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Nursing homes failed over deadly flu

Only one-third of staff at two regional aged care homes in Victoria and Tasmania had received flu shots before a deadly flu outbreak killed 16 residents.

A horror flu season this year claimed the lives of 121 aged care residents in Victoria, while Tasmania reported 21 deaths across its nursing homes.

A federal government review released on Monday identified poor management at St John’s Retirement Village in Wangaratta and Uniting AgeWell Strathdevon in Tasmania during the influenza outbreak in August and September.

Ten residents from St John’s died from the flu, which also claimed the lives of six residents at the Strathdevon facility.

Aged Care Minister Ken Wyatt said the homes were overwhelmed by the outbreak, but that was “unacceptable”.

The audit by Australian Aged Care Quality Agency found only one-third of staff at the two facilities were vaccinated before the outbreak.

At Uniting AgeWell Strathdevon, 27 of 76 staff were vaccinated. During the outbreak, 29 staff and 31 residents contracted the flu.

The review also found management at Strathdevon did not consistently follow infection control guidelines, and junior staff did not know what to do in the absence of senior staff who contracted the illness.

Staff at the Strathdevon facility had insufficient personal protective equipment for infection control.

At St John’s Retirement Village, management failed to identify and contain the influenza outbreak, the audit found.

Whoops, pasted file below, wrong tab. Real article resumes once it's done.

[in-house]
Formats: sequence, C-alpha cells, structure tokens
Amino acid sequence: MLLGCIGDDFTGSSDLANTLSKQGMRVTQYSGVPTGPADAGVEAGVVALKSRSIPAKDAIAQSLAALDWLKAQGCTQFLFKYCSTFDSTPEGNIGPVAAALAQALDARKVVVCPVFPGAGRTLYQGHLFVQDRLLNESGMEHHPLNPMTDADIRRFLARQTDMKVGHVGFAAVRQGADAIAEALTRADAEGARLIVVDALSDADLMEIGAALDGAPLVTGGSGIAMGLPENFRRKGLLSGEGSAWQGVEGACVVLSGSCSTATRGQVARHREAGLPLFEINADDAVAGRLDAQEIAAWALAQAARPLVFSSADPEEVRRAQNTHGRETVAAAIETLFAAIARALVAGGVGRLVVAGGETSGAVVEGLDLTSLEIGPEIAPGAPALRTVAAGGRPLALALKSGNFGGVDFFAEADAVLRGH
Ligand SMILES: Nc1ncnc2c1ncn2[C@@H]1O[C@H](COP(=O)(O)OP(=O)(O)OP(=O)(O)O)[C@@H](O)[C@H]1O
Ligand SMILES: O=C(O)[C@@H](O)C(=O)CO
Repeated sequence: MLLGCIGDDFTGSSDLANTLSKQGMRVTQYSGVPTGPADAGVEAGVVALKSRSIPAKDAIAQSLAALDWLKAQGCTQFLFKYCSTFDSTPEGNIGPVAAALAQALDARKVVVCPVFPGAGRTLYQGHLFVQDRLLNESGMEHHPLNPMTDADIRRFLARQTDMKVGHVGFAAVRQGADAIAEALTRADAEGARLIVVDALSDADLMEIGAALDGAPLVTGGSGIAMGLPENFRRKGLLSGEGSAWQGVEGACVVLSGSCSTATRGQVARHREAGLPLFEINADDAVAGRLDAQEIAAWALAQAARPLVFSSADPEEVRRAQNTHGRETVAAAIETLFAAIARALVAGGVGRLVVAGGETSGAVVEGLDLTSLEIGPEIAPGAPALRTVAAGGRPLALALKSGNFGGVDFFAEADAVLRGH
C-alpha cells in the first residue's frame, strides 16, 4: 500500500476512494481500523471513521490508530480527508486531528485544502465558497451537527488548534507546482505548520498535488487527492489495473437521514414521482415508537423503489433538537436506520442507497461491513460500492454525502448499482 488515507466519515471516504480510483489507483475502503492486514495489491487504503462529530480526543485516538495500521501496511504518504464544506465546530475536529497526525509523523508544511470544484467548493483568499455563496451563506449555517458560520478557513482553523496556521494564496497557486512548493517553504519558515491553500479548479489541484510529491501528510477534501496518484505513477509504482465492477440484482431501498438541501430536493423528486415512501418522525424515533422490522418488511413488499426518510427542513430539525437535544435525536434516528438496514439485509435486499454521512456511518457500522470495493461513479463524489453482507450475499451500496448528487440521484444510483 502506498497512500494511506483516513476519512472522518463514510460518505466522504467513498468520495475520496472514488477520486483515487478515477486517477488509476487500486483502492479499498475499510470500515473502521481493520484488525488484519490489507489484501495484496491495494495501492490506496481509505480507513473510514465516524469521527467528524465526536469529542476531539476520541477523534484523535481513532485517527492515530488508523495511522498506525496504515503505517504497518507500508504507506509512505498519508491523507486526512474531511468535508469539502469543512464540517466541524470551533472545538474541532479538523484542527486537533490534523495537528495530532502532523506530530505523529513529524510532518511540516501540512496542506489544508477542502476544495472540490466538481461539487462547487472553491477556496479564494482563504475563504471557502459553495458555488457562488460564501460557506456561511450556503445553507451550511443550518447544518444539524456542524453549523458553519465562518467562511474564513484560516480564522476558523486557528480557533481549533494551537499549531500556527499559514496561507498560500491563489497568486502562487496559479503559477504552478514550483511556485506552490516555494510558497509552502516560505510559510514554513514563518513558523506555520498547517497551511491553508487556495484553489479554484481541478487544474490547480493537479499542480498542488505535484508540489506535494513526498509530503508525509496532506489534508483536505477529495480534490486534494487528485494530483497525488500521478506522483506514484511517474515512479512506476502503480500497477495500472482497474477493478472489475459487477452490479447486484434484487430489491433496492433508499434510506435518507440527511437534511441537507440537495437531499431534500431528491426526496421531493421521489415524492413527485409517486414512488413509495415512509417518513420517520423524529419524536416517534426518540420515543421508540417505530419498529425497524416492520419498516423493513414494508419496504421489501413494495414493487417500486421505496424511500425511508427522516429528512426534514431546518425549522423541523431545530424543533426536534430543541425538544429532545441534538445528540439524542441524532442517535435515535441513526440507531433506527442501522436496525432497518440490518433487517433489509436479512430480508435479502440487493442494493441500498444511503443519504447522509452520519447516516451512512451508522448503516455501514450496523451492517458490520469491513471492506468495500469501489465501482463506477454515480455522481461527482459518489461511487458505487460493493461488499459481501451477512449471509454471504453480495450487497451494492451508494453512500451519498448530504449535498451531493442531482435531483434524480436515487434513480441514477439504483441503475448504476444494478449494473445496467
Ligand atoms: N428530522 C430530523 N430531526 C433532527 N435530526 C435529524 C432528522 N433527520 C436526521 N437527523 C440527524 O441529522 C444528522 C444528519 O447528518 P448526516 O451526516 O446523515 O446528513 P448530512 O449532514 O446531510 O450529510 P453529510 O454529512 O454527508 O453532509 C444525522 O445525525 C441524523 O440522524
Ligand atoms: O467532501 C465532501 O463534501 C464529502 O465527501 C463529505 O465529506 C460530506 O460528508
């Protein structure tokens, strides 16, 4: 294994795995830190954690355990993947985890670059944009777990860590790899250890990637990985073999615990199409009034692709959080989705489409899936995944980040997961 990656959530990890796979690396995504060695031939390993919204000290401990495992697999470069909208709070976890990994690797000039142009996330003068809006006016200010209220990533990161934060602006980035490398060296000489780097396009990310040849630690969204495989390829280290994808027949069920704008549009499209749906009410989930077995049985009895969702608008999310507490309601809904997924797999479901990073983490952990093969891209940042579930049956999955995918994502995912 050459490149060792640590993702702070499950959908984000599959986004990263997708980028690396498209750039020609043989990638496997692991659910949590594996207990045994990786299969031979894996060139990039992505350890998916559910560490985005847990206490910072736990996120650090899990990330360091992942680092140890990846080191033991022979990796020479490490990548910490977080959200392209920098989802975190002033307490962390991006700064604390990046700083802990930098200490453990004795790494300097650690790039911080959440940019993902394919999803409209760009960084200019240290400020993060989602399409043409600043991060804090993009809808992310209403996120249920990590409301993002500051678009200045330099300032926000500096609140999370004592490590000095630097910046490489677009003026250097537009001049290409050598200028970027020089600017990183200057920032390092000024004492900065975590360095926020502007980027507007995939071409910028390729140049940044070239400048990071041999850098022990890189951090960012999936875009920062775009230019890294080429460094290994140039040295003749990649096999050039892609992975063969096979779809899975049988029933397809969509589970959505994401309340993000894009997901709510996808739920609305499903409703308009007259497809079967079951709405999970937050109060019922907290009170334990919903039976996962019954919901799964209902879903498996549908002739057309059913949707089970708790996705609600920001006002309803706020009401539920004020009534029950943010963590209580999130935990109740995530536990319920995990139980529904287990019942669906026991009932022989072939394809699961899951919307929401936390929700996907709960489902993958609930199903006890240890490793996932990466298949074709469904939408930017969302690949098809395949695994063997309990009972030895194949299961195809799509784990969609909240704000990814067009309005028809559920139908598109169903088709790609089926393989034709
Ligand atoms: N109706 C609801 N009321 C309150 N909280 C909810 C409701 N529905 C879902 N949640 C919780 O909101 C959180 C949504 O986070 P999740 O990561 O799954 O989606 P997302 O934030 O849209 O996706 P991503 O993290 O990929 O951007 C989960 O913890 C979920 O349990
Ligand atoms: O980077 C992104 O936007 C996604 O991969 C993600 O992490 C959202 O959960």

Several residents who contracted influenza did not receive appropriate clinical care, and three patients who died from the flu were not referred to a medical officer when they first became sick.

Both St John’s and Uniting AgeWell were also criticised by family members for not telling them about the outbreak.

One person said they believed Uniting AgeWell’s poor handling of the outbreak resulted in their loved one dying.

Another said they only found out about the outbreak when their relative was taken to hospital.

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One comment

  1. Hand Hygiene and PPE should be worn appropriately while handling infectious patients.
    Staff who are unwell are fearful of being reprimanded if they called in sick by upper management.
    When a carer/ nurse is sick with flu they need to stay @ home for a few days.

    Management should send a person home if they think the person is unwell to care for a patient.

    The government must look @ the number of sick days awarded to the health care person. Sick leave 10 day per year is too little. Nurses still need to go to the doctor for certificate and pay.
    The situation in Australia is getting complicated with the change in climate and over crowding in certain areas where spread is possible.

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